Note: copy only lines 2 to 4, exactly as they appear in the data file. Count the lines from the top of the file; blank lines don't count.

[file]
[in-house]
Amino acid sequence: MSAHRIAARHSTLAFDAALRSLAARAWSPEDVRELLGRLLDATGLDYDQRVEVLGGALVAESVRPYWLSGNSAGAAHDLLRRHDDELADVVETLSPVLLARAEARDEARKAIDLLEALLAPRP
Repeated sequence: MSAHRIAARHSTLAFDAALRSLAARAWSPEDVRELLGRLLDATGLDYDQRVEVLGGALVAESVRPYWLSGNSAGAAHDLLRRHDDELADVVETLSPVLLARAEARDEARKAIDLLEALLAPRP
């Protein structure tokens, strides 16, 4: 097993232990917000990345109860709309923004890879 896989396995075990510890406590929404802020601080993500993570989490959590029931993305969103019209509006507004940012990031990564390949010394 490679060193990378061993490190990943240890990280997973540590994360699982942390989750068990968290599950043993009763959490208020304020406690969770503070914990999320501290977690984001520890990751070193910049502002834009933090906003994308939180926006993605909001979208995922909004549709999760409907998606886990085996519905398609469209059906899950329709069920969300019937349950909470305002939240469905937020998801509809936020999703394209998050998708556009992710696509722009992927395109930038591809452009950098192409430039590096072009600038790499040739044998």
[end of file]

Amino acid sequence: MSAHRIAARHSTLAFDAALRSLAARAWSPEDVRELLGRLLDATGLDYDQRVEVLGGALVAESVRPYWLSGNSAGAAHDLLRRHDDELADVVETLSPVLLARAEARDEARKAIDLLEALLAPRP
Repeated sequence: MSAHRIAARHSTLAFDAALRSLAARAWSPEDVRELLGRLLDATGLDYDQRVEVLGGALVAESVRPYWLSGNSAGAAHDLLRRHDDELADVVETLSPVLLARAEARDEARKAIDLLEALLAPRP
């Protein structure tokens, strides 16, 4: 097993232990917000990345109860709309923004890879 896989396995075990510890406590929404802020601080993500993570989490959590029931993305969103019209509006507004940012990031990564390949010394 490679060193990378061993490190990943240890990280997973540590994360699982942390989750068990968290599950043993009763959490208020304020406690969770503070914990999320501290977690984001520890990751070193910049502002834009933090906003994308939180926006993605909001979208995922909004549709999760409907998606886990085996519905398609469209059906899950329709069920969300019937349950909470305002939240469905937020998801509809936020999703394209998050998708556009992710696509722009992927395109930038591809452009950098192409430039590096072009600038790499040739044998």